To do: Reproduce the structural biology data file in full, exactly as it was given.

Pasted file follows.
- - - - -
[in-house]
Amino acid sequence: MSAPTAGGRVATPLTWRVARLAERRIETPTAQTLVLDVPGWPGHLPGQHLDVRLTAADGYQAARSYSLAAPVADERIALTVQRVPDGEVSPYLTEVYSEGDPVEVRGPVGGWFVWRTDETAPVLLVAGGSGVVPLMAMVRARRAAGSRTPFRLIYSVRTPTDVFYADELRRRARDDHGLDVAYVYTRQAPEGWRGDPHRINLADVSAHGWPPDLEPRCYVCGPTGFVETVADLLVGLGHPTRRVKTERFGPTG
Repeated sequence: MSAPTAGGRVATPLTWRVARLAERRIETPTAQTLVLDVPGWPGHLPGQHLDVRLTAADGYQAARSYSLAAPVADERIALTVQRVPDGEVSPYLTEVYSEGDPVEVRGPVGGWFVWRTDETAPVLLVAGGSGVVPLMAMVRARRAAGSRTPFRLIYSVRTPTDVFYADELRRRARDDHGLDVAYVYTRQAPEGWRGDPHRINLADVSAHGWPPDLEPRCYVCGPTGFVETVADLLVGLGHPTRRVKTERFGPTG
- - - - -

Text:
[in-house]
Amino acid sequence: MSAPTAGGRVATPLTWRVARLAERRIETPTAQTLVLDVPGWPGHLPGQHLDVRLTAADGYQAARSYSLAAPVADERIALTVQRVPDGEVSPYLTEVYSEGDPVEVRGPVGGWFVWRTDETAPVLLVAGGSGVVPLMAMVRARRAAGSRTPFRLIYSVRTPTDVFYADELRRRARDDHGLDVAYVYTRQAPEGWRGDPHRINLADVSAHGWPPDLEPRCYVCGPTGFVETVADLLVGLGHPTRRVKTERFGPTG
Repeated sequence: MSAPTAGGRVATPLTWRVARLAERRIETPTAQTLVLDVPGWPGHLPGQHLDVRLTAADGYQAARSYSLAAPVADERIALTVQRVPDGEVSPYLTEVYSEGDPVEVRGPVGGWFVWRTDETAPVLLVAGGSGVVPLMAMVRARRAAGSRTPFRLIYSVRTPTDVFYADELRRRARDDHGLDVAYVYTRQAPEGWRGDPHRINLADVSAHGWPPDLEPRCYVCGPTGFVETVADLLVGLGHPTRRVKTERFGPTG